US President Joe Biden signed the Inflation Reduction Act into law in August, yet it looks like it may already be influencing business decisions around the world.
Companies urged to align indirect tax and transfer pricing policies
In other news, multinational companies need to implement robust transfer pricing policies that align with indirect tax functions to avoid costly errors, ITR sources have said.
Tax leaders have called on businesses to review how well their indirect tax and transfer pricing policies align to improve compliance.
Businesses are facing a rise in non-compliance risks associated with an increased share of global GDP stemming from multinationals, which now makes up 60% of overall trade, according to the OECD.
This surge in globalisation and international transactions between related parties has made it more urgent for businesses to align their indirect tax functions with TP policies.
Indy Paddan, group head of tax at private members’ club group Soho House in London, said that although TP is not new, what has changed is more stringent enforcement of regulations by tax authorities.
“It’s the need to have documentation, proper policy agreements in place – as well as attitudes in the business that are changing,” said Paddan.
IFA 2022: EU seeks common digital reporting requirements
As ITR also reported, panellists at the IFA Congress in Berlin said a standardised reporting system in the EU would reduce administrative costs for businesses and ameliorate audits.
EU businesses demand a harmonisation of digital reporting requirements as they encounter a significant administrative burden when operating across borders, according to speakers at the IFA Congress, held in Berlin last week.
“There are two issues that we are facing: excessive fragmentation and high administrative burden for businesses operating cross-border,” said Charlène Herbain, official in the VAT unit of DG TAXUD at the European Commission in Luxembourg.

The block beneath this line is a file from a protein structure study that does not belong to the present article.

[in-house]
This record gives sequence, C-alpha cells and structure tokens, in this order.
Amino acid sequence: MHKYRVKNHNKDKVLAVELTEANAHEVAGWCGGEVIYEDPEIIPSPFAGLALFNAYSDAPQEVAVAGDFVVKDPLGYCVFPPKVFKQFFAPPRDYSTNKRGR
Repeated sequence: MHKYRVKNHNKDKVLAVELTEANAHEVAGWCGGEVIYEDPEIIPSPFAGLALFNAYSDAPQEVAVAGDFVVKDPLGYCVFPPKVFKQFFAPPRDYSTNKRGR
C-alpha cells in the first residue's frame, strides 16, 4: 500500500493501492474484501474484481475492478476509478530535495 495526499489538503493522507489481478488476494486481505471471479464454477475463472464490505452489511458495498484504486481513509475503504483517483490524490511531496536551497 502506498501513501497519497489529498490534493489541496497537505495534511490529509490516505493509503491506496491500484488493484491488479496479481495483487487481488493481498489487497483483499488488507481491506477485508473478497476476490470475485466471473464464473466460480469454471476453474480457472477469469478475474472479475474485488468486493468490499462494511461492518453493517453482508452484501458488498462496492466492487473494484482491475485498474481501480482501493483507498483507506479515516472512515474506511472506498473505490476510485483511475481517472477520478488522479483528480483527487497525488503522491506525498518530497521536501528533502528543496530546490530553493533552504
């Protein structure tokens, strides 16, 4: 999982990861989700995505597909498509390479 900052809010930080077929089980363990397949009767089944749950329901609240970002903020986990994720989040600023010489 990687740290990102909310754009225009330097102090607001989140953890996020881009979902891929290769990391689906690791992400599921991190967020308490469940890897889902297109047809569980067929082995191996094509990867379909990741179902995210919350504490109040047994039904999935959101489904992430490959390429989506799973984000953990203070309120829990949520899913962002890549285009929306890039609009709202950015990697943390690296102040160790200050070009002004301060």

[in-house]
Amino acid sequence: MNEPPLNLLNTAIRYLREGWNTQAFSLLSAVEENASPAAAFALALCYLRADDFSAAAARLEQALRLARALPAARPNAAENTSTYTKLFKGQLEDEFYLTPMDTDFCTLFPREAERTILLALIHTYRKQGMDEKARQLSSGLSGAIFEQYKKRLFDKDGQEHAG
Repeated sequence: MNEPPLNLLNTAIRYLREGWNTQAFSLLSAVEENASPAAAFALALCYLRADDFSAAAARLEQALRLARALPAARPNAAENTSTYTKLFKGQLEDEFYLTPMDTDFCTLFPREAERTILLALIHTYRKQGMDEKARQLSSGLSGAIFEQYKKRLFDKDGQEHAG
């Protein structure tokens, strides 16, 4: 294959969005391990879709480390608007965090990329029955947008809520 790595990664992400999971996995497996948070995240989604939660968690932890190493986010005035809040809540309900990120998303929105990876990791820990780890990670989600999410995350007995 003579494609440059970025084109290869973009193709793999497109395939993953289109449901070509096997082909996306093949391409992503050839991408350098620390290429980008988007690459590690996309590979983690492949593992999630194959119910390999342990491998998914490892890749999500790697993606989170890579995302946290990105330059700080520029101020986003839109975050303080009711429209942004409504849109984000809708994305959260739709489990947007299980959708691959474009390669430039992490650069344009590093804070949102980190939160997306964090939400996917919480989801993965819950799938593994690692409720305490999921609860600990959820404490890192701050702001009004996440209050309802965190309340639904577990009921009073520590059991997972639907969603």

Members states that have introduced reporting requirements are successful in tackling fraud, but there remains a lack of simplicity – causing an additional cost for corporations.
A new reporting system could resolve issues related to sub-optimal collection and control of VAT and remove the excessive administrative burden and compliance costs. It would unlock opportunities provided by technology, promote convergence, and reduce burdens.
This could have positive consequences for market participants. For example, a new system would provide further certainty and be environmentally friendly through the reduction of paper usage. It would also drive business automation.
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Next week ITR will be speaking to businesses about the steps taken by some Southeast Asian tax authorities, including those in Indonesia, Malaysia and Singapore, to prevent tax leakage and close loopholes on digitally supplied cross-border transactions.
ITR will also be holding its US Transfer Pricing Forum in New York City on Wednesday, September 21. The conference will look at the TP implications of economic turmoil, as well as ESG strategy and digital tax.
Readers can expect these stories and plenty more next week. Don’t miss out on the key developments. Sign up for a free trial to ITR.